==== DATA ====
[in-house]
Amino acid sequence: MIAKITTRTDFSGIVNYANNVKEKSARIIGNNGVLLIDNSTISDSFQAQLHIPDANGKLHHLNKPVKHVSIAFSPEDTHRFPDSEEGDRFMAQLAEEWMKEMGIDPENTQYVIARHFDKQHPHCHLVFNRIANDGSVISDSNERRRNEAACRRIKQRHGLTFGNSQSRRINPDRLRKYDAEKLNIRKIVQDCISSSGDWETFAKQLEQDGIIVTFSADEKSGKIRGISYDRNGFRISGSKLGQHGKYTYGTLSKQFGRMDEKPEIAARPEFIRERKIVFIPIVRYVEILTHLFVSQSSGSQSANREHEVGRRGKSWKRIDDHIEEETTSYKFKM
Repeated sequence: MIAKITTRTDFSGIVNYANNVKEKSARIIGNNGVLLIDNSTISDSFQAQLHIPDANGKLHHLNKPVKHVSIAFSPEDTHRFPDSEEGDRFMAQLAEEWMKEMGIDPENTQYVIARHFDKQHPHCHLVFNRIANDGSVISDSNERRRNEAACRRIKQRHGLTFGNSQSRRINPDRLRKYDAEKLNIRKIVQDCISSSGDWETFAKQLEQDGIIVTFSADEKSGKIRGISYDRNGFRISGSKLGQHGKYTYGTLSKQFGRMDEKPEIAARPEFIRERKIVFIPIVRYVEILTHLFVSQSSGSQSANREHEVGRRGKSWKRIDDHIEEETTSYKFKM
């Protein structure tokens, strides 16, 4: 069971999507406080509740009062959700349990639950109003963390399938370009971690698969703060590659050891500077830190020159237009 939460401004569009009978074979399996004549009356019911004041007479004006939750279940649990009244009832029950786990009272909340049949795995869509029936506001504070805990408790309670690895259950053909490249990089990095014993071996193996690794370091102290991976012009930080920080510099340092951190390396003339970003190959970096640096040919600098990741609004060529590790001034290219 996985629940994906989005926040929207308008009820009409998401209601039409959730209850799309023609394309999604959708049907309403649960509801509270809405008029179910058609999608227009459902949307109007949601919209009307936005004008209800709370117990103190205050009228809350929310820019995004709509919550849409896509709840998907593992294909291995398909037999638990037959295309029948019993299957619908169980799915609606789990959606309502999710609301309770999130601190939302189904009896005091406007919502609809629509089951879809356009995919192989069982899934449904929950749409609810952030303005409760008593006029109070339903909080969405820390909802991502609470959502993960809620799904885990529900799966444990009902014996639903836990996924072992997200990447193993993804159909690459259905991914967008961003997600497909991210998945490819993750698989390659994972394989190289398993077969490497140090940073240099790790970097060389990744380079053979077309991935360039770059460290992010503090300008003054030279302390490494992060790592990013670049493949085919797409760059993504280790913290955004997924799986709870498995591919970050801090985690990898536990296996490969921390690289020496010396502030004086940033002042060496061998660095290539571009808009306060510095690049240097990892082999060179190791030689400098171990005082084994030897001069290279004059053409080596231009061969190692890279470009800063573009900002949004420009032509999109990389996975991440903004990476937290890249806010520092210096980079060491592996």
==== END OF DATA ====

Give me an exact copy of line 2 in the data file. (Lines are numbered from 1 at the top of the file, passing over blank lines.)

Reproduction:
Amino acid sequence: MIAKITTRTDFSGIVNYANNVKEKSARIIGNNGVLLIDNSTISDSFQAQLHIPDANGKLHHLNKPVKHVSIAFSPEDTHRFPDSEEGDRFMAQLAEEWMKEMGIDPENTQYVIARHFDKQHPHCHLVFNRIANDGSVISDSNERRRNEAACRRIKQRHGLTFGNSQSRRINPDRLRKYDAEKLNIRKIVQDCISSSGDWETFAKQLEQDGIIVTFSADEKSGKIRGISYDRNGFRISGSKLGQHGKYTYGTLSKQFGRMDEKPEIAARPEFIRERKIVFIPIVRYVEILTHLFVSQSSGSQSANREHEVGRRGKSWKRIDDHIEEETTSYKFKM